Founder Marble Brook
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Reimagine excellence: manage performance to free sustainable value

New expectations for corporate performance are emerging. Astute executives are seeking ways to make money whilst lessening the climate and societal threats we all face. New thinking is required if performance management is to keep pace with leaders’ ambitions for sustainable business.

10th Oct 2019
Founder Marble Brook
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Shareholder value has a long history as the yardstick of corporate performance. The underlying legal principle dates back to a 100-year-old ruling by the Michigan Supreme Court, in the case of Dodge v Ford.

Henry Ford learned that the Dodge brothers, who were investors in Ford Motor Co., planned a rival firm. This prompted Ford to announce his intention to position his company to ‘benefit mankind’ – cutting stock dividends so he had money to lower vehicle prices and increase wages.

Change will only happen at the corporate level when day-to-day work takes on a new direction. Fresh thinking and culture are required to align performance with sustainable strategies.

The Dodge brothers needed cash for their own venture and sued Ford for lost earnings. On passing judgment in 1919, the Michigan court stated that a business corporation was organised and ‘carried on primarily for the profit of the stockholders’.

(Later interpretations of the case exaggerated the ruling’s emphasis on shareholder value. Through the 'business judgment rule’ the board had leeway in running the company and Ford was able to pursue most of his ideas.)

Money also guides day-to-day performance

Fifty years after Dodge v Ford, the economist Milton Friedman reinforced shareholder primacy when he argued that the social responsibility of business was to increase profits. His thinking inspired the economics of Thatcher and Reagan. Policy, markets and culture came to endorse businesses that put money before anything else.

Performance within the workplace is rightly aligned with the aims of the company. Clearly, when a corporate is judged on shareholder return, the profit motive has to guide day-to-day work.

We have all seen chances to create non-financial value abandoned or downsized for fear of squeezing the bottom line. To improve the numbers, firms routinely cut corners in areas such as supply chains, work practice, employee wellbeing, product safety, innovation and the environment.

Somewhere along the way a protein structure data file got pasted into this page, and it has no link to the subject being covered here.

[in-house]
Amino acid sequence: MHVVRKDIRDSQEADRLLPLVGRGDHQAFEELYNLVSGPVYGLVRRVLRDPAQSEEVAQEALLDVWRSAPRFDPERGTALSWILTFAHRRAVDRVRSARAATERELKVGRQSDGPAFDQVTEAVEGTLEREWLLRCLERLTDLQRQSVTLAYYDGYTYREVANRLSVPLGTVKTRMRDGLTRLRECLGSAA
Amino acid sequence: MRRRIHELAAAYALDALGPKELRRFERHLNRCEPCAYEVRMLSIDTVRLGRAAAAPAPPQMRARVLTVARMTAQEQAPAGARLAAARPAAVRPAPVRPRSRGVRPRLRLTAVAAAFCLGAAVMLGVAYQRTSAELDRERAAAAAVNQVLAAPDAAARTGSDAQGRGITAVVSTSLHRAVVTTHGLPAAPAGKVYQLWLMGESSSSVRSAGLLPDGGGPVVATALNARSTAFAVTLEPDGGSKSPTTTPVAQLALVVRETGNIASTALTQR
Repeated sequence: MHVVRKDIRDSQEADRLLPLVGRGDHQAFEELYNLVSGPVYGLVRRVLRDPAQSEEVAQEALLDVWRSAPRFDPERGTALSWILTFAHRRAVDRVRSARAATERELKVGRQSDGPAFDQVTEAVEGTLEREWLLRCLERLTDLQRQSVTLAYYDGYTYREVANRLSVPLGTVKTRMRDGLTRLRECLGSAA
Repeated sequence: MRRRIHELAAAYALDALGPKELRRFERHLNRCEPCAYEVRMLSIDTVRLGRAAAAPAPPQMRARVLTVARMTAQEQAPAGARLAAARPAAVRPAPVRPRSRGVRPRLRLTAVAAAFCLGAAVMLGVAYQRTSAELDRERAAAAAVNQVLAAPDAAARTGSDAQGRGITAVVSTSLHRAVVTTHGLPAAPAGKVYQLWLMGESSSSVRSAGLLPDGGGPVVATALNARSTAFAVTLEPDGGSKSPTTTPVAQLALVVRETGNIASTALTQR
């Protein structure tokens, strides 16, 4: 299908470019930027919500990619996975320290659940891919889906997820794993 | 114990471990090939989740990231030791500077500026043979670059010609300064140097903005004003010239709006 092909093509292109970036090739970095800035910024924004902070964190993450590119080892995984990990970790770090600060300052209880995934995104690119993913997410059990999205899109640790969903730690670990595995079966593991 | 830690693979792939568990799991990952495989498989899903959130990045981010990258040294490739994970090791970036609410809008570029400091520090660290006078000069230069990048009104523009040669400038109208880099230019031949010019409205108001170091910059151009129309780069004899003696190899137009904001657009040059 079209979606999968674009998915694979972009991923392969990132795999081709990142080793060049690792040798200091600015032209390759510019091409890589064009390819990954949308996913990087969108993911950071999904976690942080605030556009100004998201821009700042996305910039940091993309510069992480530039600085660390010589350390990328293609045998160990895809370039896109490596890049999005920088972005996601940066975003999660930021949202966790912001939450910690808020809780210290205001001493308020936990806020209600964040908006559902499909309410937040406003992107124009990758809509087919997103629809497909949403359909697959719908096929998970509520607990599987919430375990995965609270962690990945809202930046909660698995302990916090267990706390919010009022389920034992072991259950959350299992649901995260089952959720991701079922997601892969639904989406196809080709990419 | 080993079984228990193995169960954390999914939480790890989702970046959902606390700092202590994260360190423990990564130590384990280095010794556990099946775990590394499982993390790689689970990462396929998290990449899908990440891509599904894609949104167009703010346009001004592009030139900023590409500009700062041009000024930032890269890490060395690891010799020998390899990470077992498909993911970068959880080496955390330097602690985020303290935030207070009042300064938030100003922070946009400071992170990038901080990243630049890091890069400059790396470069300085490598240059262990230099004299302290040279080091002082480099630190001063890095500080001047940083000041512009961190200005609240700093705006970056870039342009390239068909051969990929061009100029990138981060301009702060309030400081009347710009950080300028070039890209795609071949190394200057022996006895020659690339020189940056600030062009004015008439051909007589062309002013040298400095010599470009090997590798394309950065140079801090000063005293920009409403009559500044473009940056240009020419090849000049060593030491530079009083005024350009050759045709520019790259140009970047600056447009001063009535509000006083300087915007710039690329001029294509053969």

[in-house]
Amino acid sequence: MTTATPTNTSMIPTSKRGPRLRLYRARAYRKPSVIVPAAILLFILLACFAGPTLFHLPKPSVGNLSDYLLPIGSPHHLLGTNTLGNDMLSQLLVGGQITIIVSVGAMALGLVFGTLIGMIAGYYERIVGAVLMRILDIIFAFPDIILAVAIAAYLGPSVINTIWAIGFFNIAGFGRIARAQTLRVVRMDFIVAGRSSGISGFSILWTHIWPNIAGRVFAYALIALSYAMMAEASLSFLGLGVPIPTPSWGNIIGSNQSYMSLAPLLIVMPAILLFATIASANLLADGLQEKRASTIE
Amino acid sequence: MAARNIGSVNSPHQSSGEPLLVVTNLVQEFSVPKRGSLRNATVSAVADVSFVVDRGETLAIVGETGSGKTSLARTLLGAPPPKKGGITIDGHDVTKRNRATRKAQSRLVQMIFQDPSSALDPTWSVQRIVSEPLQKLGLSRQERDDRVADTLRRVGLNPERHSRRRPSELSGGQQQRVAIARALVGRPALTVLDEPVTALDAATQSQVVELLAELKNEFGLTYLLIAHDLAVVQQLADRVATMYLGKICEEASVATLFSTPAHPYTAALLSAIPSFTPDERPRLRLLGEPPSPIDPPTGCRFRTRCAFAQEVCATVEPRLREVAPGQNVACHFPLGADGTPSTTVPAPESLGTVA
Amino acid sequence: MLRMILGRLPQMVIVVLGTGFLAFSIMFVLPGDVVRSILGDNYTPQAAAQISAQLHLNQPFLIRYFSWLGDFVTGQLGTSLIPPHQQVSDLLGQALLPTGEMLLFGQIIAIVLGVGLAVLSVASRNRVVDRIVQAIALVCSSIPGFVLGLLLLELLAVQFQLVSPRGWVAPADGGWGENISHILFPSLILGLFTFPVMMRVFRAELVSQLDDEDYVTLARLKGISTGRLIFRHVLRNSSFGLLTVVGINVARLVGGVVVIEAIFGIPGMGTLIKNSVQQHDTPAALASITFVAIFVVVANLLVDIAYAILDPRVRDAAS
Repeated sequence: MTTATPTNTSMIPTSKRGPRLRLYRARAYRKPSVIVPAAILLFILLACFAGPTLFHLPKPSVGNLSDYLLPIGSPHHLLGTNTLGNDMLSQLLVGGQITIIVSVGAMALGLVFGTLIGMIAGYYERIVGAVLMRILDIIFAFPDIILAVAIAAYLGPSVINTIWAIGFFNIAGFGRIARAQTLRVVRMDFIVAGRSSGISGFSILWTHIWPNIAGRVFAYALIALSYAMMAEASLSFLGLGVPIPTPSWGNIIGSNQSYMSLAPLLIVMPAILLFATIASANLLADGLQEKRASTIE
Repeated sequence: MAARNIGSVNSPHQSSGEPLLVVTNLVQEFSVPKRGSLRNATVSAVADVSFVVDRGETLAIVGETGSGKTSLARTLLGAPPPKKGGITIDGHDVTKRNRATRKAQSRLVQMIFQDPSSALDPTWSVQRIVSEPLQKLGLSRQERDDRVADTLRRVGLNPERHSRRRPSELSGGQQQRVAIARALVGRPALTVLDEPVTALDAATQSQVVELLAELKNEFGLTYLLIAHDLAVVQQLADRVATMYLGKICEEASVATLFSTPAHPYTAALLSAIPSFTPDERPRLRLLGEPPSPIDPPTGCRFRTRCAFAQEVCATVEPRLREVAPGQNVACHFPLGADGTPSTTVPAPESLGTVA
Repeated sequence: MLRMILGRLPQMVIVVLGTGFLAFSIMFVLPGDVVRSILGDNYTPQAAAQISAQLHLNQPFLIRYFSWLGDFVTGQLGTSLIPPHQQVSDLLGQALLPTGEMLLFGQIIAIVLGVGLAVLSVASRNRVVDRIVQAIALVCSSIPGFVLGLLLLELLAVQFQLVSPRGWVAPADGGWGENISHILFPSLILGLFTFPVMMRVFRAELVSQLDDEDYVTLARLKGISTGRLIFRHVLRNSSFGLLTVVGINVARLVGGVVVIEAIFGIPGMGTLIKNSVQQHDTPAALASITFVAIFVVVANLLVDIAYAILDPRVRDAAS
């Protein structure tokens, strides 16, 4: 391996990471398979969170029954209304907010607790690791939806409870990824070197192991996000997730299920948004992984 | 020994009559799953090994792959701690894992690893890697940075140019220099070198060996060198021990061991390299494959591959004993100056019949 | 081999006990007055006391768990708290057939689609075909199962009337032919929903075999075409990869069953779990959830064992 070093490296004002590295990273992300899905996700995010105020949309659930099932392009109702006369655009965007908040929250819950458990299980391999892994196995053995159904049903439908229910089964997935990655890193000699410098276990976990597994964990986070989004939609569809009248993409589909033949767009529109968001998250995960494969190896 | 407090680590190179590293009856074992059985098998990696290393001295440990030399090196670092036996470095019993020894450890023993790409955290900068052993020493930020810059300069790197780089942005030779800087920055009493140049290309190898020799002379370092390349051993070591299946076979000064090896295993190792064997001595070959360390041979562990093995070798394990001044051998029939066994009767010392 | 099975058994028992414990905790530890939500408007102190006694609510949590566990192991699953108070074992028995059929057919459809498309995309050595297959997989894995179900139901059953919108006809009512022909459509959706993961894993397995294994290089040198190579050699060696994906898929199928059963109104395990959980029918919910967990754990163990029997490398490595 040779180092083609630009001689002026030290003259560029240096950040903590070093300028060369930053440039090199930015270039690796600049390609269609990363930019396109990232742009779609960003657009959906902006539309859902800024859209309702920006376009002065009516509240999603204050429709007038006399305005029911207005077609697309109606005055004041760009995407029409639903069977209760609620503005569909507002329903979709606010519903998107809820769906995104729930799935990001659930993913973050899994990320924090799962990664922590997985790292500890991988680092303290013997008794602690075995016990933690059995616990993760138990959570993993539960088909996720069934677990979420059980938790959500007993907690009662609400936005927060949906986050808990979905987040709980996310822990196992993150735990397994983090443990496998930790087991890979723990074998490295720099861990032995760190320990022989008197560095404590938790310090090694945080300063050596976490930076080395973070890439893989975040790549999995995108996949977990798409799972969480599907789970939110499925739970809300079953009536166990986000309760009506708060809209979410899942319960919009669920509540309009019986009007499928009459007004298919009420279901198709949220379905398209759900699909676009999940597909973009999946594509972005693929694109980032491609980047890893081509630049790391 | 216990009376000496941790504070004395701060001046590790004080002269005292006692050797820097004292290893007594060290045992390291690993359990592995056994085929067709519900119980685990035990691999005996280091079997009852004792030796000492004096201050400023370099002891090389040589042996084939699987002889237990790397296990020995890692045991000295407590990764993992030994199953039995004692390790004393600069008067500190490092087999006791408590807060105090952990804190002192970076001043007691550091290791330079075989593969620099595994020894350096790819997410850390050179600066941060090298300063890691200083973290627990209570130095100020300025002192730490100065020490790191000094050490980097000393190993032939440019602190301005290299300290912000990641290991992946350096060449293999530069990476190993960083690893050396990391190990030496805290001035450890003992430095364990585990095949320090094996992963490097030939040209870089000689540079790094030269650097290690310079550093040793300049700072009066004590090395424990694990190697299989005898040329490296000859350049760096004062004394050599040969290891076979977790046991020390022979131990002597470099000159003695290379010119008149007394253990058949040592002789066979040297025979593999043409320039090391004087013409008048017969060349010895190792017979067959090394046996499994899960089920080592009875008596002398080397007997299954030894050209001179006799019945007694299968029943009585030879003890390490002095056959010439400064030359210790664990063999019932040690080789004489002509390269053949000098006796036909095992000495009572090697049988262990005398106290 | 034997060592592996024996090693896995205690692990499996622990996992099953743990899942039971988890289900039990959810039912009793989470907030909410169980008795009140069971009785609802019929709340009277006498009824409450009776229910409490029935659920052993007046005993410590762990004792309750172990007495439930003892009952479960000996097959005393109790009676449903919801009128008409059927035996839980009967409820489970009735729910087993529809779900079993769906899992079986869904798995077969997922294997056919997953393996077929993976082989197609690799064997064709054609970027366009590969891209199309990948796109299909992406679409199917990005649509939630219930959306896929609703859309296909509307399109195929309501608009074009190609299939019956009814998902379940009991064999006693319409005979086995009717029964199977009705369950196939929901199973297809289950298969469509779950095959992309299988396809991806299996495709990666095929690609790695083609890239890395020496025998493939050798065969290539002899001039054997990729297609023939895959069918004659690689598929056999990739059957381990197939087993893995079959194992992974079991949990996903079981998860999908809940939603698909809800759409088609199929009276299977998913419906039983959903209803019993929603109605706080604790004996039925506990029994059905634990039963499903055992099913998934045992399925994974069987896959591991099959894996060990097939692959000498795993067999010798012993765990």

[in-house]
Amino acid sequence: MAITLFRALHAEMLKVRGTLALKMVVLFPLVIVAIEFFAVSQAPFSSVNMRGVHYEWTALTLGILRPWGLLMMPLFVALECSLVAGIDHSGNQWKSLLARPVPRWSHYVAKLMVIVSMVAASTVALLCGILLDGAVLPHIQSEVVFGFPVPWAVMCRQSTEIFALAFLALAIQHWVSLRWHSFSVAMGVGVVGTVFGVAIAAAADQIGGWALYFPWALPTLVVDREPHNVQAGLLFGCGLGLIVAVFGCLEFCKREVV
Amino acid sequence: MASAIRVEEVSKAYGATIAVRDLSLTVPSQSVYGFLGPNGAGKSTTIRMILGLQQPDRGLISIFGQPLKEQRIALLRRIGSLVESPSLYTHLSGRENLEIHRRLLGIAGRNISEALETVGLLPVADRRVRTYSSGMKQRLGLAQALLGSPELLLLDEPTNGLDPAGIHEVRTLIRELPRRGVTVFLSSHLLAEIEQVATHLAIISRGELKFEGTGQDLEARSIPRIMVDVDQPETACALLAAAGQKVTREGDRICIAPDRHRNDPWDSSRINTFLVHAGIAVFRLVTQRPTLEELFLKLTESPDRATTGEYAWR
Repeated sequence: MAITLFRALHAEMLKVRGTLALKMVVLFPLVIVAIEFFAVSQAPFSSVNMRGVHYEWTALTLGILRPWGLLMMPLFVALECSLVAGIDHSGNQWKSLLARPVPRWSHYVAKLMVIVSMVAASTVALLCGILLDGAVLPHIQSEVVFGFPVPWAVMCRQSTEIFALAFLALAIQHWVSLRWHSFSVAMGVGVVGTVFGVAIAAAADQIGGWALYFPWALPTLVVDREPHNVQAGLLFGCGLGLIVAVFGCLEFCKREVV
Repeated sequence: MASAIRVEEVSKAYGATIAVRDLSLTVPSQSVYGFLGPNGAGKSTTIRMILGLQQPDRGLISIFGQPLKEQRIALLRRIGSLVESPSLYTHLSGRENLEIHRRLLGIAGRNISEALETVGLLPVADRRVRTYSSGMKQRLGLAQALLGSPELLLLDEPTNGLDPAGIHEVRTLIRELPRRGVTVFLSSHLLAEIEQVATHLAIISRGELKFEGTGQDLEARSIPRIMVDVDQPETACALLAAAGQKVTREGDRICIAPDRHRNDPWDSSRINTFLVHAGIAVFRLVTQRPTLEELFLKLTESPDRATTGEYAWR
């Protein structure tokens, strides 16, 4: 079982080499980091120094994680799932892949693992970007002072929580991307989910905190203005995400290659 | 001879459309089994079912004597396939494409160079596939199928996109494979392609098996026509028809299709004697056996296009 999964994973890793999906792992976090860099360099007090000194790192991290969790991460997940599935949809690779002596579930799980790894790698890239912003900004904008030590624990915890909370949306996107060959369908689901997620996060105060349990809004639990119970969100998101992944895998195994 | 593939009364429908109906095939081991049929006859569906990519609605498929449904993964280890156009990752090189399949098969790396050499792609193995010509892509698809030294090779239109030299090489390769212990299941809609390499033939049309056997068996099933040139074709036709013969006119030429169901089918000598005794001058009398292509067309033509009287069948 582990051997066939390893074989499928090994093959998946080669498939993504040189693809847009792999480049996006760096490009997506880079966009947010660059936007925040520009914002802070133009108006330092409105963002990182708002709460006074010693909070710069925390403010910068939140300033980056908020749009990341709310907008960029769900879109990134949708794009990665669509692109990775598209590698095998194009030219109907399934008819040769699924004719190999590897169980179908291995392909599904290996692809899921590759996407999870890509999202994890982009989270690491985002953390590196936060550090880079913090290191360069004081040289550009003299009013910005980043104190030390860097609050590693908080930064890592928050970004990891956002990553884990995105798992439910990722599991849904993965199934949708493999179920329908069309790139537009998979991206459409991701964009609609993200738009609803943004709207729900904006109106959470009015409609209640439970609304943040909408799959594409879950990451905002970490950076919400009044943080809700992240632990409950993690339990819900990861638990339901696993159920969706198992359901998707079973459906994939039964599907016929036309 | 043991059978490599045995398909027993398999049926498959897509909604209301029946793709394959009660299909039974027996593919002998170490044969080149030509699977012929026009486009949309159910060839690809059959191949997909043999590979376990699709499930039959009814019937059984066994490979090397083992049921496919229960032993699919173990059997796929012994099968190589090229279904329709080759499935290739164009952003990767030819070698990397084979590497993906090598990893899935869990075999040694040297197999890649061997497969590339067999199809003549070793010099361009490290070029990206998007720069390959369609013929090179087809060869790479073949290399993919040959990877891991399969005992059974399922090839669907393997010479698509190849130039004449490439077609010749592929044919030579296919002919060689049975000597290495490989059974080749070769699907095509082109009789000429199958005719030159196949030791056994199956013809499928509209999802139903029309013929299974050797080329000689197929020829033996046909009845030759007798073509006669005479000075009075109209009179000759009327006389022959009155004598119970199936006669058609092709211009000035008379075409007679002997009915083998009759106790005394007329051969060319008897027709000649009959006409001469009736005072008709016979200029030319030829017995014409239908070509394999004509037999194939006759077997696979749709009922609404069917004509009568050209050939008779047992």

Business needs to rethink ‘excellence’

The world now recognises an urgent need for strategies that serve society and the planet as well as shareholders.

Unfortunately, it is easier to make money than it is to make money and to have a positive impact on society and the planet.

With corporate targets and performance evaluation, companies can look to (for example) the Task Force on Climate-related Financial Disclosures (TCFD) and the International Integrated Reporting Council (IIRC) for guidance on satisfying new demands.

Still, change will only happen at the corporate level when day-to-day work takes on a new direction. Fresh thinking and culture are required to align performance with sustainable strategies. Human Resources teams have a chance – and duty – to reimagine excellence in the workplace.

Complexity threatens old standards

All companies in global markets know complexity. However, many teams are equally familiar with the ad hoc, ‘fire-fighting’ approach to resolving complex issues. Skilled at ‘business as usual’, companies rarely have the culture and systems to grapple with relentless, shifting complexity.

Unfortunately, it is easier to make money than it is to make money and to have a positive impact on society and the planet. Making matters worse, the needs of society and the planet are moving targets. Demands for new forms of value render business both harder and more complex.

The following paragraphs set out four simple, yet not easy, shifts required in how we think about performance. The aim is to help companies deal with the complexity of society’s new demands.

1. Pay individuals to think